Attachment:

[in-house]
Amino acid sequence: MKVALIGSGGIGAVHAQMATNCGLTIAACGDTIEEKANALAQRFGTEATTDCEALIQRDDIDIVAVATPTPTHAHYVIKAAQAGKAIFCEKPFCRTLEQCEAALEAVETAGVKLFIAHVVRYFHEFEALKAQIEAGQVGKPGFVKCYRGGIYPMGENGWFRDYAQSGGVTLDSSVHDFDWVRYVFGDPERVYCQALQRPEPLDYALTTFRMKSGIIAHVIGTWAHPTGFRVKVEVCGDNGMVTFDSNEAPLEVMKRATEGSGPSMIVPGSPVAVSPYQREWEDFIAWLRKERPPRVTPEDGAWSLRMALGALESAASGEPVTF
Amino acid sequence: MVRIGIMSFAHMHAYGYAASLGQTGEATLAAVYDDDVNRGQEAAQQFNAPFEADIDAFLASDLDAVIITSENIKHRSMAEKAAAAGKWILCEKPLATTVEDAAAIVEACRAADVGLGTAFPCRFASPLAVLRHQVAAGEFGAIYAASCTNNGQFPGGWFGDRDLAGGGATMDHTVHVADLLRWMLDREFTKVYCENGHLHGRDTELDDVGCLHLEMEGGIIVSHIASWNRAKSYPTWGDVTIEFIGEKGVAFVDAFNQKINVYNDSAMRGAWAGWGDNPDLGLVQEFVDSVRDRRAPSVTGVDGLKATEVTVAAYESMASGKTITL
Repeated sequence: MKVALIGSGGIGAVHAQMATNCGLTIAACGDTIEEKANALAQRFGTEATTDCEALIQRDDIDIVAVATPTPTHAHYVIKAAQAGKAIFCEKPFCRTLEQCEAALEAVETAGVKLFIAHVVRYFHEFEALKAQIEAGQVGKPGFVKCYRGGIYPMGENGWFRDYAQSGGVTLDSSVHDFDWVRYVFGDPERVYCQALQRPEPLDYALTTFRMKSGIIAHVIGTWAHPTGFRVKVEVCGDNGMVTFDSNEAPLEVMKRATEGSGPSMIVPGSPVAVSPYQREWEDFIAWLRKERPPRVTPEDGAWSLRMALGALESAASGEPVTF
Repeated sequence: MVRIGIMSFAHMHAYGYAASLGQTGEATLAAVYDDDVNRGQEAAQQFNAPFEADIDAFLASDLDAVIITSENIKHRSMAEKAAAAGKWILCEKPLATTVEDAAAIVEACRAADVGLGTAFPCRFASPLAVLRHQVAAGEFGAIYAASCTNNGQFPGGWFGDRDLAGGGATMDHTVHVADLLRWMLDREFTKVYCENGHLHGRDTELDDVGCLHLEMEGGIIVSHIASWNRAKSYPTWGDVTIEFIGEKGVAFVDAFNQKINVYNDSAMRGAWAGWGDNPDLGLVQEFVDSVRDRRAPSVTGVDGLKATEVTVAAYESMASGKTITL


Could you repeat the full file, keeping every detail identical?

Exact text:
[in-house]
Amino acid sequence: MKVALIGSGGIGAVHAQMATNCGLTIAACGDTIEEKANALAQRFGTEATTDCEALIQRDDIDIVAVATPTPTHAHYVIKAAQAGKAIFCEKPFCRTLEQCEAALEAVETAGVKLFIAHVVRYFHEFEALKAQIEAGQVGKPGFVKCYRGGIYPMGENGWFRDYAQSGGVTLDSSVHDFDWVRYVFGDPERVYCQALQRPEPLDYALTTFRMKSGIIAHVIGTWAHPTGFRVKVEVCGDNGMVTFDSNEAPLEVMKRATEGSGPSMIVPGSPVAVSPYQREWEDFIAWLRKERPPRVTPEDGAWSLRMALGALESAASGEPVTF
Amino acid sequence: MVRIGIMSFAHMHAYGYAASLGQTGEATLAAVYDDDVNRGQEAAQQFNAPFEADIDAFLASDLDAVIITSENIKHRSMAEKAAAAGKWILCEKPLATTVEDAAAIVEACRAADVGLGTAFPCRFASPLAVLRHQVAAGEFGAIYAASCTNNGQFPGGWFGDRDLAGGGATMDHTVHVADLLRWMLDREFTKVYCENGHLHGRDTELDDVGCLHLEMEGGIIVSHIASWNRAKSYPTWGDVTIEFIGEKGVAFVDAFNQKINVYNDSAMRGAWAGWGDNPDLGLVQEFVDSVRDRRAPSVTGVDGLKATEVTVAAYESMASGKTITL
Repeated sequence: MKVALIGSGGIGAVHAQMATNCGLTIAACGDTIEEKANALAQRFGTEATTDCEALIQRDDIDIVAVATPTPTHAHYVIKAAQAGKAIFCEKPFCRTLEQCEAALEAVETAGVKLFIAHVVRYFHEFEALKAQIEAGQVGKPGFVKCYRGGIYPMGENGWFRDYAQSGGVTLDSSVHDFDWVRYVFGDPERVYCQALQRPEPLDYALTTFRMKSGIIAHVIGTWAHPTGFRVKVEVCGDNGMVTFDSNEAPLEVMKRATEGSGPSMIVPGSPVAVSPYQREWEDFIAWLRKERPPRVTPEDGAWSLRMALGALESAASGEPVTF
Repeated sequence: MVRIGIMSFAHMHAYGYAASLGQTGEATLAAVYDDDVNRGQEAAQQFNAPFEADIDAFLASDLDAVIITSENIKHRSMAEKAAAAGKWILCEKPLATTVEDAAAIVEACRAADVGLGTAFPCRFASPLAVLRHQVAAGEFGAIYAASCTNNGQFPGGWFGDRDLAGGGATMDHTVHVADLLRWMLDREFTKVYCENGHLHGRDTELDDVGCLHLEMEGGIIVSHIASWNRAKSYPTWGDVTIEFIGEKGVAFVDAFNQKINVYNDSAMRGAWAGWGDNPDLGLVQEFVDSVRDRRAPSVTGVDGLKATEVTVAAYESMASGKTITL